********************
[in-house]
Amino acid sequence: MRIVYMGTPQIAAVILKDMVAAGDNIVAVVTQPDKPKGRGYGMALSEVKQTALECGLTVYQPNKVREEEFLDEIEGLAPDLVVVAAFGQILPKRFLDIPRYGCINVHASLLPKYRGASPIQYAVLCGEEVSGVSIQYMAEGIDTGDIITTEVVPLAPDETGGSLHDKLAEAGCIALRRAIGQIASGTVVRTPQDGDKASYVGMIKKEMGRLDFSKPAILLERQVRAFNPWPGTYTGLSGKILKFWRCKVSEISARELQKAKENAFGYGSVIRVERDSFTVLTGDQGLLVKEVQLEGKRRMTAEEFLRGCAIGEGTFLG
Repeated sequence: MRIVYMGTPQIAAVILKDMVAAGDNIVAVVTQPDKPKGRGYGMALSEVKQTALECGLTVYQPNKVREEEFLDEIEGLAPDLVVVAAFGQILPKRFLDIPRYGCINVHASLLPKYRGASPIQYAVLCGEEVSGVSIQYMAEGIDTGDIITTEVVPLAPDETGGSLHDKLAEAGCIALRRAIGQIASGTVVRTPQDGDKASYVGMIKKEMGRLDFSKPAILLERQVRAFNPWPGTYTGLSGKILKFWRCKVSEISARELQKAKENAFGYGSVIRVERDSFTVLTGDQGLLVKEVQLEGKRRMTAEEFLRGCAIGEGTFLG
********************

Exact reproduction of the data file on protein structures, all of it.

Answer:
[in-house]
Amino acid sequence: MRIVYMGTPQIAAVILKDMVAAGDNIVAVVTQPDKPKGRGYGMALSEVKQTALECGLTVYQPNKVREEEFLDEIEGLAPDLVVVAAFGQILPKRFLDIPRYGCINVHASLLPKYRGASPIQYAVLCGEEVSGVSIQYMAEGIDTGDIITTEVVPLAPDETGGSLHDKLAEAGCIALRRAIGQIASGTVVRTPQDGDKASYVGMIKKEMGRLDFSKPAILLERQVRAFNPWPGTYTGLSGKILKFWRCKVSEISARELQKAKENAFGYGSVIRVERDSFTVLTGDQGLLVKEVQLEGKRRMTAEEFLRGCAIGEGTFLG
Repeated sequence: MRIVYMGTPQIAAVILKDMVAAGDNIVAVVTQPDKPKGRGYGMALSEVKQTALECGLTVYQPNKVREEEFLDEIEGLAPDLVVVAAFGQILPKRFLDIPRYGCINVHASLLPKYRGASPIQYAVLCGEEVSGVSIQYMAEGIDTGDIITTEVVPLAPDETGGSLHDKLAEAGCIALRRAIGQIASGTVVRTPQDGDKASYVGMIKKEMGRLDFSKPAILLERQVRAFNPWPGTYTGLSGKILKFWRCKVSEISARELQKAKENAFGYGSVIRVERDSFTVLTGDQGLLVKEVQLEGKRRMTAEEFLRGCAIGEGTFLG